SAN DIEGO COUNTY, Calif. — Medical staff from the Centers for Disease Control and Prevention (CDC) on Wednesday evening said four of the 167 evacuees that arrived in San Diego on a plane from Wuhan, China have been determined to have a fever or a cough that warranted them being transported to a local hospitals for further evaluation.
Two adults have been transported to UC San Diego Health, and one adult and a child were transported to Rady Children's Hospital. A GoFundMe page has been set up for the Father and daughter at Rady Children's Hospital.
Rady Children's Hospital talked about being prepared for this scenario before information about the passengers were released, "We use the same type of standard protective gear which include gowns masks, eyewear," said Nicholas Holmes, M.D. Senior V. and C.O.O at Rady Children's Hospital.
The medical transports are a part of CDC's plan to ensure that anyone showing signs of illness consistent with coronavirus during their quarantine period will be transported to a nearby medical facility for isolation, evaluation, and care as needed.
Health officials with the CDC said they would provide additional updates as warranted.
The flight sent to San Diego was one of two carrying a total of roughly 350 American evacuees from Wuhan. Both flights arrived Wednesday morning at Travis Air Force Base in Northern California. One remained there while the other continued on to MCAS Miramar after refueling.
The passengers on both flights will undergo a 14-day quarantine, as ordered by the CDC.
Upon arrival, and continuing throughout the quarantine period, CDC medical personnel will screen each passenger individually, including temperature checks and observing respiratory behavior.
The evacuees will reside at the MCAS Miramar Consolidated Bachelor's Quarters or Miramar Inn, said Capt. Matthew Gregory, director of communications for the air base.
During their stay there, the evacuees will be provided food, water and other items by the Department of Health and Human Services. Department of Defense personnel will not have direct contact with any of those returning from China, Gregory said.
China reports deaths from new virus rise by 73 to 563, number of confirmed cases jump by 3,694 to 28,018. The respiratory illness is treatable, and many patients are recovering, according to reports.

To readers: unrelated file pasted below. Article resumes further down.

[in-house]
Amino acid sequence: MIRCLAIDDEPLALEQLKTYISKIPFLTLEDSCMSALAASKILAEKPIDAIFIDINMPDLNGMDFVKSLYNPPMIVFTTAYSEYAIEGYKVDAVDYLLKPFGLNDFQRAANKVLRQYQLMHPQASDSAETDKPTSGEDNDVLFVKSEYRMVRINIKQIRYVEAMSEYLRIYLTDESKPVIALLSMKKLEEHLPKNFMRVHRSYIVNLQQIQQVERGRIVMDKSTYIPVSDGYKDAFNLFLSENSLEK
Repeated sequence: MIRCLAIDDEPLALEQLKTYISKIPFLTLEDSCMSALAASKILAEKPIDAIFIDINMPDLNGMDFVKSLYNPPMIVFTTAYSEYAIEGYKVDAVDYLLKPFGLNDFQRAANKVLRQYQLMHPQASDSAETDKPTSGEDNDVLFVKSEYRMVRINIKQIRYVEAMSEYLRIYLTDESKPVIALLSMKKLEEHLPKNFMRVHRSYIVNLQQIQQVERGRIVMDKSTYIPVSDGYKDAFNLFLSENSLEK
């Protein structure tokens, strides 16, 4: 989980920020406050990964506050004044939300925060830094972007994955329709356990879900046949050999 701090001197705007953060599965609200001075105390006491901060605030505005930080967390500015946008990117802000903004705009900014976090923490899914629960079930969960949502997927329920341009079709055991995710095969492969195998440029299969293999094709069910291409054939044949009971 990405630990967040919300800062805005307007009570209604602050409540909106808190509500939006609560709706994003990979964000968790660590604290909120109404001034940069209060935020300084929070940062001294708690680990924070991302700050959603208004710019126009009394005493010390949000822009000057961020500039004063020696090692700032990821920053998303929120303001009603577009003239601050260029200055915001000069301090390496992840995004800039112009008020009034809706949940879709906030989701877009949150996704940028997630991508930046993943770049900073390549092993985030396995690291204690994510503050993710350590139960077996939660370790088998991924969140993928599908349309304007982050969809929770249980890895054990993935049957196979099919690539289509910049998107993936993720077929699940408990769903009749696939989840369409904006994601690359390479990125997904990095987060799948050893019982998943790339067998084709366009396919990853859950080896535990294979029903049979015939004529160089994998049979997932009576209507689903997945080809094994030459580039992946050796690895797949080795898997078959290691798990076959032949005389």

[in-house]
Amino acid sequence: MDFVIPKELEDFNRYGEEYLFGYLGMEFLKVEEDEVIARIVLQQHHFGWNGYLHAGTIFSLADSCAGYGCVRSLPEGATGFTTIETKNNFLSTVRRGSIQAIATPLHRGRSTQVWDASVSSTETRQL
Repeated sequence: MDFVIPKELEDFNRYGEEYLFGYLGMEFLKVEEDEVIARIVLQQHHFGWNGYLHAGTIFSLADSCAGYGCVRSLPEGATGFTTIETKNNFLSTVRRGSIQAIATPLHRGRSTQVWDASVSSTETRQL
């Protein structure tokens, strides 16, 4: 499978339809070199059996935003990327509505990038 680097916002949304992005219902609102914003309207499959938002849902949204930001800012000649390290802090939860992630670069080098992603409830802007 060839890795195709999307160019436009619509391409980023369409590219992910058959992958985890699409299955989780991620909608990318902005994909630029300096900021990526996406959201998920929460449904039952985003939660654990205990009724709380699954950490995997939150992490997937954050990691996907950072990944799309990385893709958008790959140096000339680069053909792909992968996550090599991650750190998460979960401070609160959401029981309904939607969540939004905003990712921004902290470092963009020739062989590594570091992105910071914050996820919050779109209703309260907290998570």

There have been 11 confirmed cases of coronavirus in the U.S., with six of those in California, including one case each in Los Angeles and Orange counties. Temporary quarantine and processing sites have been established at major airports, including LAX.
The virus was first identified by the Chinese government on Dec. 31, when authorities indicated an unknown pneumonia variant was infecting residents of Hubei province.
UC San Diego Health released the following statement:
As the region's only academic health system, UC San Diego Health is fully prepared to care for adult patients with 2019 Novel Coronavirus (2019-nCoV). We specialize in the care of patients with complex illnesses, including infectious diseases that are more virulent and deadly than 2019-nCoV. Two patients, who arrived aboard a plane from China to MCAS Miramar on February 5, are currently being evaluated for 2019-nCoV at UC San Diego Health.
In addition to our standard infectious disease protocols, we have instituted a number of additional measures to screen patients with potential 2019-nCoV – and prevent potential spread of virus. UC San Diego Health is screening patients to ensure that we are taking all precautions for any individuals who have traveled from China and who might have symptoms of 2019-nCoV. Our commitment to safely care for our patients and our team members is our top priority. To this end, we are working closely with our local public health department, the California Department of Public Health and the U.S. Centers for Disease Control and Prevention to support the needs of everyone who walks through our doors.
Rady Children's Hospital said any comment or statements would be coming from the CDC.